What’s New, Worth Checking Out & Sales!
Don’t forget to get your beneficial insects! Great Eco friendly way to get rid of bad bugs and to help pollinate your veggie gardens and fruits.
USE: Praying Mantids eat a wide variety of garden pests. In their younger stages they eat aphids, thrips, flies and maggots, small caterpillars, leafhoppers, white grubs and other soft-bodied insects. Mature Mantids feed on larger caterpillars, earwigs, chinch bugs, sow bugs, beetles, grasshoppers and other large insects.
RELEASE: You can keep the egg cases in the cup, set them on a window ledge or in the patio until they hatch. As soon as you see tiny praying mantids emerge remove the lid and sprinkle the mantids around your garden. Or put the egg case in a bush, hedge, limb or anything more than two feet above ground. The egg case may be inserted in the fork of a branch or hung with a piece of string or needle and thread rum through the outside of the case. Hanging will help keep birds and rodents from eating the eggs in the case. If ants are in the area, oiling the string will help keep them away.
LIFE CYCLE: Praying Mantids (Tenodera sinensis) hatch out of their egg case (ootheca) along the seam that looks like louvered windows with some mud packed on top. They hatch in the spring when the weather warms, the warmer the temperature, the sooner they hatch. Unlike most insects the mantids do not hatch as larvae, they emerge as miniature adults, about half an inch long. They will grow through spring and summer until they reach a length of 5 to 6 inches, shedding their skins several times. Although mantids have wings, they do not use them until fall when the female wings develop and she begins flying around looking for males to mate with. After mating, she eats the head off the male, which helps to nourish her eggs. She then attaches the brown foam to a branch, lays her eggs inside, and dies shortly afterward, The eggs are protected from the winter cold in the foam and the cycle begins again in the spring.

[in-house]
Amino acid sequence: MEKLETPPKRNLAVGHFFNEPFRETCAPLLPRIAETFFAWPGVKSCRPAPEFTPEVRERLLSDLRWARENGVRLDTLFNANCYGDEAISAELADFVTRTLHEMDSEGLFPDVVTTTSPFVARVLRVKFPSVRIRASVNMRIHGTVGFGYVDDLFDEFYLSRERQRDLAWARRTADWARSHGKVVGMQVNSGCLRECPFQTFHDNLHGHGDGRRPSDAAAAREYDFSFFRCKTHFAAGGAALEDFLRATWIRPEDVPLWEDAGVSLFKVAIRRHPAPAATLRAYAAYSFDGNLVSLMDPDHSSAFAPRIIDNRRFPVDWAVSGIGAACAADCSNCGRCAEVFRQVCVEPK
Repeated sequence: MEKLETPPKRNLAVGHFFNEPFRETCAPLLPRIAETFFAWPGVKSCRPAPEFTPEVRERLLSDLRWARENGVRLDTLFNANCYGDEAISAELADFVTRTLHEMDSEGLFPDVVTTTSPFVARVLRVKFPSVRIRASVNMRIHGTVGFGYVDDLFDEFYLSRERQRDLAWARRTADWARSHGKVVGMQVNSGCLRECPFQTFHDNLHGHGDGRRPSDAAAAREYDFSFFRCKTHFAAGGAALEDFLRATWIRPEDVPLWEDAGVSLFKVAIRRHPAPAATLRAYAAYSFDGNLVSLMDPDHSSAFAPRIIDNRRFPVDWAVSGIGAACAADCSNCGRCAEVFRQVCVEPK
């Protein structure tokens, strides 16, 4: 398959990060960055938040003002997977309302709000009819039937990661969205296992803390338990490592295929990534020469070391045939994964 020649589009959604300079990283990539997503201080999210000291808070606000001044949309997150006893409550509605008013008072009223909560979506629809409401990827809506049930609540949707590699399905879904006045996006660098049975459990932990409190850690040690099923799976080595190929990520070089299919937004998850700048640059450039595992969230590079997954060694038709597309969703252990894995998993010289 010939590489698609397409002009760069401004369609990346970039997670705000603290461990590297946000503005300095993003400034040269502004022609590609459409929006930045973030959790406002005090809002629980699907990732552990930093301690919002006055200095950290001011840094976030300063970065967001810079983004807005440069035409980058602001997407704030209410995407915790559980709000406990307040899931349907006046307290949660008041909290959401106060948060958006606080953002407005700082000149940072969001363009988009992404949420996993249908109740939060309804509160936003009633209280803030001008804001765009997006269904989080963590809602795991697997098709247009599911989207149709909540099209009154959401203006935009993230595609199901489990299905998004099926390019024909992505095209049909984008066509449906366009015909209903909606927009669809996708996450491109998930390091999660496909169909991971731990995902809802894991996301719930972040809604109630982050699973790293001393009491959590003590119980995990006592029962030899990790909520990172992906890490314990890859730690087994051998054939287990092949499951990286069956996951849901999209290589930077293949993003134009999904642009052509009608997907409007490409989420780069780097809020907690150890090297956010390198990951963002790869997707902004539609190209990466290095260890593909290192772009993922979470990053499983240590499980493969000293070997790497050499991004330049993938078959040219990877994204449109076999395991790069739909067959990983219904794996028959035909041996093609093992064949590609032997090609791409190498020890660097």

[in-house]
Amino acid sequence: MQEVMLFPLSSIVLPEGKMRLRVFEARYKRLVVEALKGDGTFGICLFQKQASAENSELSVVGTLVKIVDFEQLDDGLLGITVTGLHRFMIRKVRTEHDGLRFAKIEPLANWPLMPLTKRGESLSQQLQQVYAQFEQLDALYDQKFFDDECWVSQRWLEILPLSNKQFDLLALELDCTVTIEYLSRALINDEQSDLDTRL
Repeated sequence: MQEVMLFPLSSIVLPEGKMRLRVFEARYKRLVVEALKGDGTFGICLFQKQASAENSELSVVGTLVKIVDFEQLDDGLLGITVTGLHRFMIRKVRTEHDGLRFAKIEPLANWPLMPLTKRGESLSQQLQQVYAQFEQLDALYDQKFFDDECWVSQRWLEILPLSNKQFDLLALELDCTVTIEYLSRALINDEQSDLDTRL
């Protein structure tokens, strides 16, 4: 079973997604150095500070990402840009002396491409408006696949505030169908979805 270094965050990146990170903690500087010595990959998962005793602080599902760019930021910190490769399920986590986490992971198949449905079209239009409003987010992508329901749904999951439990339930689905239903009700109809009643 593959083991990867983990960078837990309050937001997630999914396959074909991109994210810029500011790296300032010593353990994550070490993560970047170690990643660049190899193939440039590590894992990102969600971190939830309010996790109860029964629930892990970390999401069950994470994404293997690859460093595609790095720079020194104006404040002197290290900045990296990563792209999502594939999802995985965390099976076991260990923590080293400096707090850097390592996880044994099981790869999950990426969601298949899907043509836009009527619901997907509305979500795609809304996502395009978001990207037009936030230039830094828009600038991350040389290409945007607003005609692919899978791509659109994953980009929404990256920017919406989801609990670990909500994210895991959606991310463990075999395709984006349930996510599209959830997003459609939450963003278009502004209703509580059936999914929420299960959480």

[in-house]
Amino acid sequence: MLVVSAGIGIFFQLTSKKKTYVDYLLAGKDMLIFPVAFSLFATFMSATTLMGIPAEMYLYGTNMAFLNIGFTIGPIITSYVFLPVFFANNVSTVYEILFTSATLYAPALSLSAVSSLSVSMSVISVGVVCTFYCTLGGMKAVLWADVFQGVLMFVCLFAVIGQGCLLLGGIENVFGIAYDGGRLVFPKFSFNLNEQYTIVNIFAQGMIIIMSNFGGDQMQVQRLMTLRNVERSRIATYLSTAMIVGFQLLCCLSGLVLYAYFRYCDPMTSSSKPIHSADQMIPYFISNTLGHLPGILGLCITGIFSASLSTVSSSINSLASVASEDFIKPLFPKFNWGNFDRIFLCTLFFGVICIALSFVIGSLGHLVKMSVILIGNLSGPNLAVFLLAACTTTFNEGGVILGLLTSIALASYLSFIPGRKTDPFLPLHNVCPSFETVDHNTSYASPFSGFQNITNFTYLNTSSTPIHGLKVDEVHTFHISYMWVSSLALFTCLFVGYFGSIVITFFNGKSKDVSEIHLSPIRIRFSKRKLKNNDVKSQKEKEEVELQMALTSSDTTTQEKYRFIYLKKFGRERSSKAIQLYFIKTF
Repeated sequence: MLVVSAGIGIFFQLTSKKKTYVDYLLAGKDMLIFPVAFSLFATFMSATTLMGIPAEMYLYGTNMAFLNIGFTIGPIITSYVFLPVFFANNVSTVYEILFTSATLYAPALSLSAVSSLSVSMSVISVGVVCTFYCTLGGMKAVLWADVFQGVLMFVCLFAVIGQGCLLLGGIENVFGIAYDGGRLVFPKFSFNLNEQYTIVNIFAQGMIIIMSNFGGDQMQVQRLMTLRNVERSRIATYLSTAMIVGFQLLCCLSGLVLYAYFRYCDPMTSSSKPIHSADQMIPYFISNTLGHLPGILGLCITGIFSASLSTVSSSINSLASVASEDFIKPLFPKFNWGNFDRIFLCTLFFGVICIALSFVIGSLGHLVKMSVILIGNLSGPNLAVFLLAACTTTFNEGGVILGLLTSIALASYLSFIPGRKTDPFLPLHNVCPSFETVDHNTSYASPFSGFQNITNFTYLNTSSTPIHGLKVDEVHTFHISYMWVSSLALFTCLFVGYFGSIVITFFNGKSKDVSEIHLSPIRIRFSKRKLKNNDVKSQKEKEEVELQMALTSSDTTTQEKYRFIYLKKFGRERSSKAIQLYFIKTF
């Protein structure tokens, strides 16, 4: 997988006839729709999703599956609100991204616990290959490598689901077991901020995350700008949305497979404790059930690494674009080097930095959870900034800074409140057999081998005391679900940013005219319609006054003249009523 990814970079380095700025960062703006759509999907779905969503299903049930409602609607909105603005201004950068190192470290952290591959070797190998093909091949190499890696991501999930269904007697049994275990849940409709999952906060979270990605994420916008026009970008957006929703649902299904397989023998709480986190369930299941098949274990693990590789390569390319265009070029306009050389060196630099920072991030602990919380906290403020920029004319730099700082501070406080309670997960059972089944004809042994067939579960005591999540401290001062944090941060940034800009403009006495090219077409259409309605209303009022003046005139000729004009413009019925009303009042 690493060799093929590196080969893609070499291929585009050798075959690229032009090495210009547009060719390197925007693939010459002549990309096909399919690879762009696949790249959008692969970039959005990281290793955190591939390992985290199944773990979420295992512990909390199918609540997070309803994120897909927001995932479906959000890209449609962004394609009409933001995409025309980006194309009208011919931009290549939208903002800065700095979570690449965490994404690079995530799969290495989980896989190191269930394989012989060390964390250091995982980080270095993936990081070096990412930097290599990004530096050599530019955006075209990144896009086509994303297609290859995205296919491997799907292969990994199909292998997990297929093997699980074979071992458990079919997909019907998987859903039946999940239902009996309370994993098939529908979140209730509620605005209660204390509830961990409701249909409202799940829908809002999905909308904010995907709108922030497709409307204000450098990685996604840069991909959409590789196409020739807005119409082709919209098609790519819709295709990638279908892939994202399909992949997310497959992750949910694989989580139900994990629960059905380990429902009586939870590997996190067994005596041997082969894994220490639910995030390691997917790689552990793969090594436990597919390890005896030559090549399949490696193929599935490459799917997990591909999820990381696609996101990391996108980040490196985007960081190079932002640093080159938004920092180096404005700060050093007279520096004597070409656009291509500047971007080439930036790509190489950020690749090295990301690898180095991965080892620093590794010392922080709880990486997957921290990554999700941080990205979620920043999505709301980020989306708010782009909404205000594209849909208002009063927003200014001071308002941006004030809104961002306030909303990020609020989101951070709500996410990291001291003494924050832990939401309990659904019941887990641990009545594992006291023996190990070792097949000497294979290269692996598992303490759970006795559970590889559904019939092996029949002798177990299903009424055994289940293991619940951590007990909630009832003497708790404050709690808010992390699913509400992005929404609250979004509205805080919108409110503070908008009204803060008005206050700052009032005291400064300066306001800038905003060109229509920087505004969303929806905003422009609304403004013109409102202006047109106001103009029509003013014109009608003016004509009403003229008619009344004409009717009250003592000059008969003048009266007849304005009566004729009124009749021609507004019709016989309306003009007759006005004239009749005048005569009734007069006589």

GENERAL INFORMATION: When the eggs hatch the egg case does not change in appearance except for what looks like a little sawdust hanging from the seam. Since the Mantids do not move much and blend easily with their surroundings, it is easy to miss the hatching.
While most insects are constantly searching for food, Mantids are content to stay in one area and wait for their food to walk by and grab it with their strong forelegs. This is why they are good to use early in the season, before there are pest problems, and use other insects after pests arrive.
USE: Ladybugs prefer to eat aphids and will devour up to 50 a day, but they will also attack scale, mealy bugs, leafhopper, caterpillar eggs, and other soft bodied pests. They dine only on insects and do not harm vegetation in any way.
RELEASE: Ladybugs should always be released after sundown since they only fly in the daytime. During the night, they will search the area for food and stay as long as there is food for them to eat. The more they eat the more eggs they lay and the more insect eating larvae you will have. It is best if the area has been recently watered. Ladybugs tend to crawl up and toward light. So release them in small groups at the base of plants and shrubs that have aphids or other insects, and in the lower part of trees.